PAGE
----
Thrasher has identified himself as “openly gay.” About a week after he visited the school, the church’s Facebook page was updated with a message from Held in which he wrote that “a guest who does not represent the values of our Catholic faith read to our pre-k children” as part of a schoolwide reading program. 

“To my knowledge, the book and any related conversation [were] appropriate for our students. A St. Joseph teacher was present in the room at all times,” the priest wrote. 

In the post, Held said he was “unaware” that Thrasher had been invited. 

“As your pastor, I will see to it that a new vetting police is put in place in order to minimize anything of the sort from happening again in the future,” he wrote. 

Backlash erupted following the message, with protesters demonstrating against Held and local businesses calling for his removal. A Facebook group demanding his dismissal grew to hundreds of participants, while critics urged residents to write to the diocese with complaints about the priest. 

On Tuesday, Gruss said that the controversy led Held to “come to the decision that it would be impossible for him to bring unity to the parish.”

The bishop in his statement criticized what he said was uncharitable “disunity” on display amid the controversy.

“The division, lack of charity, and the wounds caused by the division in the St. Joseph the Worker Parish community has brought deep sadness to the Lord Jesus, especially when we are living in the light of the Resurrection we celebrated on Easter Sunday,” Gruss wrote in his statement. 

“Jesus weeps when he sees division and disunity in the body of Christ, his Church. It is not his desire nor his will,” the prelate said. “The Gospel of Jesus calls all of us to be a healing presence in the community in which we live and worship.”

“My prayers and concern go out to all the members of St. Joseph the Worker Catholic community, that Christ’s peace may be a uniting force for a greater good,” the bishop added.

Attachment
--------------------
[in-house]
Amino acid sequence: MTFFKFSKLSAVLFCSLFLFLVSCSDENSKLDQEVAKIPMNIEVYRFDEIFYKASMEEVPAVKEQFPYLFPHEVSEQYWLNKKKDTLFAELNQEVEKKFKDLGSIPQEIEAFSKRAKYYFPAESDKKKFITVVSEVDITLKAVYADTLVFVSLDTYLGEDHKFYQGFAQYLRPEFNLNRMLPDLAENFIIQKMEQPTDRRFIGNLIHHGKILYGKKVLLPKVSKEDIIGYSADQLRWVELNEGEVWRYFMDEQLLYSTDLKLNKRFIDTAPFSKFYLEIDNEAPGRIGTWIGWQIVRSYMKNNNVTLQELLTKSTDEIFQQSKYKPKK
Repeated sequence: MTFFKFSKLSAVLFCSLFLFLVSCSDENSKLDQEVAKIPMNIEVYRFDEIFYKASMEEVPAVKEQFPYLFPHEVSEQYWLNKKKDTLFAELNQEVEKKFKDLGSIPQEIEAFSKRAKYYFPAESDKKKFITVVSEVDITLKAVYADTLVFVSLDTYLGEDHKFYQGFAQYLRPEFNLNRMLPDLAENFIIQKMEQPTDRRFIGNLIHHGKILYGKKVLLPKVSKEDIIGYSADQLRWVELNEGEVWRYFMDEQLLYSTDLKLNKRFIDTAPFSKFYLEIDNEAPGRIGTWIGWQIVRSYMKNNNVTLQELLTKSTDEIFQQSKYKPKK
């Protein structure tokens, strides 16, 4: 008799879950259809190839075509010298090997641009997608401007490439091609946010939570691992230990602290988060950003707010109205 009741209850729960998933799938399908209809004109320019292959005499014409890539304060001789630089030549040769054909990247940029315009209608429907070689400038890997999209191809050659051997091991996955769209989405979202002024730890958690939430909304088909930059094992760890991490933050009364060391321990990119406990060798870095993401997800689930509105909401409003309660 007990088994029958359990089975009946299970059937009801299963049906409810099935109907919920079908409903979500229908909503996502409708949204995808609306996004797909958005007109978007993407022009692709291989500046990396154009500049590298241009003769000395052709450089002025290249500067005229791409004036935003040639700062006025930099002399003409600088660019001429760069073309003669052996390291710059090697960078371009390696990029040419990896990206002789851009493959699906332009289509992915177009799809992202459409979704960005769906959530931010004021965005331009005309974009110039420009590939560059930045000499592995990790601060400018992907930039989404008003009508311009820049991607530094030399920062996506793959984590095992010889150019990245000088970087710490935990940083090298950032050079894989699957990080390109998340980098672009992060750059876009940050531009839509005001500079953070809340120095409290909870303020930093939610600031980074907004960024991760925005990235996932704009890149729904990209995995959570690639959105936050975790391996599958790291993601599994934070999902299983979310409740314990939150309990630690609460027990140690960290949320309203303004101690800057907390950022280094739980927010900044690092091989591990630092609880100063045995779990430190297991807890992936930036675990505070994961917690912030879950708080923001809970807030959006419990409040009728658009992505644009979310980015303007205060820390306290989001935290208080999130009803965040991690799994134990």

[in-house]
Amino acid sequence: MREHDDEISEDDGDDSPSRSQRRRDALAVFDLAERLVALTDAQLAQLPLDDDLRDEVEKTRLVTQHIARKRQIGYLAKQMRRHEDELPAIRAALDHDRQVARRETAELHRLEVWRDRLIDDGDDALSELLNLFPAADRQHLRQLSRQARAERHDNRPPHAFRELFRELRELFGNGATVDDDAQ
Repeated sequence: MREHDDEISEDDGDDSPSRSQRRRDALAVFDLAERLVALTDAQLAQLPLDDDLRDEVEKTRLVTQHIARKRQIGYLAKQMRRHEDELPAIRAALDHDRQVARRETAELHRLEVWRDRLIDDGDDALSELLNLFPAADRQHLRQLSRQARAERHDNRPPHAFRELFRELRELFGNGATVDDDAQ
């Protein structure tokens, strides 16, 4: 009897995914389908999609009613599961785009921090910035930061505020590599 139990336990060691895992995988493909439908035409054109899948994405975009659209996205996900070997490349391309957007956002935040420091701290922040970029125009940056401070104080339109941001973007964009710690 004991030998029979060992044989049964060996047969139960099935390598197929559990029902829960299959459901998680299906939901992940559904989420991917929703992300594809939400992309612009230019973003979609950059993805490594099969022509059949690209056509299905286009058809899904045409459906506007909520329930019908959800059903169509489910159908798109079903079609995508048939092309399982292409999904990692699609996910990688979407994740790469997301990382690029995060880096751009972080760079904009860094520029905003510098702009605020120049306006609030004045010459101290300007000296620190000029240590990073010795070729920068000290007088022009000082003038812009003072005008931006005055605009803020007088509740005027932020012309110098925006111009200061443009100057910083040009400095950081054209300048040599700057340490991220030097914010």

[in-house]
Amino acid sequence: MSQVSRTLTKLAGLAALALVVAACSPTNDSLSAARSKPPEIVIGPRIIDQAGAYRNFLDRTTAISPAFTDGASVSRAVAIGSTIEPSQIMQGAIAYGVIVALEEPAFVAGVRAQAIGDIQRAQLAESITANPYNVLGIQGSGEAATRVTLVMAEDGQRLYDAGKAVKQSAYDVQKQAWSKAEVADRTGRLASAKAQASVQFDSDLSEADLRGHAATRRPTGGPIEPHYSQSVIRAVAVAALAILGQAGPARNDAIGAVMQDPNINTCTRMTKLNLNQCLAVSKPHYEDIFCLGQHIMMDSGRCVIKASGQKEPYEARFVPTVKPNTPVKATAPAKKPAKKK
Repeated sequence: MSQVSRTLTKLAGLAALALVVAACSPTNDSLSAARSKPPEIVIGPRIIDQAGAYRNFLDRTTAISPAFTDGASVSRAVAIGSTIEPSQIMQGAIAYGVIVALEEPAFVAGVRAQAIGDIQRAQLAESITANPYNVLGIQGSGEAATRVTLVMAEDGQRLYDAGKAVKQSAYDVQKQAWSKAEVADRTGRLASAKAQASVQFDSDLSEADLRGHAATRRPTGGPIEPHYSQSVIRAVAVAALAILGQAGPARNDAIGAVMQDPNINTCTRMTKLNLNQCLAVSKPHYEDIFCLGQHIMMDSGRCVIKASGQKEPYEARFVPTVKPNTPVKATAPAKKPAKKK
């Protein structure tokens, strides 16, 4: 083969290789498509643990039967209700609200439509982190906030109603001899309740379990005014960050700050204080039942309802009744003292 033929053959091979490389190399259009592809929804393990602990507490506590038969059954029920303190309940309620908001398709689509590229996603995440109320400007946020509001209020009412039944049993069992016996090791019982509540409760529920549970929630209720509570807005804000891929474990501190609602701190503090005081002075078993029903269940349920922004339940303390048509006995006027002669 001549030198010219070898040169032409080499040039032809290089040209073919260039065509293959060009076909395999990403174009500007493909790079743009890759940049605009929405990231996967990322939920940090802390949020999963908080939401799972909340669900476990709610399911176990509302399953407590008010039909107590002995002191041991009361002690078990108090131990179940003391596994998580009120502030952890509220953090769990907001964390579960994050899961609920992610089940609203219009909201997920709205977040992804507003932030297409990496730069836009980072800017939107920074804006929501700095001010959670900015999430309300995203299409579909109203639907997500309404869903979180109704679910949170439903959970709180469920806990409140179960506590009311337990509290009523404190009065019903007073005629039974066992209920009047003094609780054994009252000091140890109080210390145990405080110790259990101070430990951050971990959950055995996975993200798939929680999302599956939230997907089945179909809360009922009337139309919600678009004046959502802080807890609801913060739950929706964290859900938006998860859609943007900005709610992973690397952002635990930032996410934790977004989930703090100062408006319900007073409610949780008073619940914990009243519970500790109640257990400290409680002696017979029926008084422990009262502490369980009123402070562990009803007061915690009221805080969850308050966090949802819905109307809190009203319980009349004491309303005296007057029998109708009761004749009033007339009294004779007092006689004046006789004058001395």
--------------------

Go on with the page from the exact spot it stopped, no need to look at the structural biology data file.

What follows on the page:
Visiting priests will oversee Mass at the Beal City parish until a permanent pastor can be appointed, the bishop said.

In the weeks since the controversy began, Thrasher himself has expressed anger over the priest’s decision to post the statement, telling local media that the priest’s remarks had “made me out like I’m some predator or convict coming in to read to these children.” 

Thrasher did not immediately respond to a request for comment on Thursday morning. Following Held’s resignation, meanwhile, he told a local news station that “a battle has been won, but the war is not over.”

The Saginaw Diocese is located in the central part of the state. Beal City is about 60 miles northeast of Grand Rapids. 

St. Joseph Parish dates back to the 1880s and was originally called St. Philomena. The school serves preschool through sixth graders.

House Republicans call for NCAA ban on biological men in women’s sports

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Washington, D.C. Newsroom, Apr 18, 2024 / 08:00 am (CNA).

A group of 17 House Republican lawmakers, led by Rep. Claudia Tenney from New York, is urging the National Collegiate Athletic Association (NCAA) to prohibit biological men from participating in women’s sports.

Under current NCAA rules, biological male athletes who self-identify as women can participate in women-only sports competitions if they take testosterone suppressants and bring down their testosterone levels to the maximum allowed for a specific sport. The athletes must provide documentation several times per year to show their testosterone levels.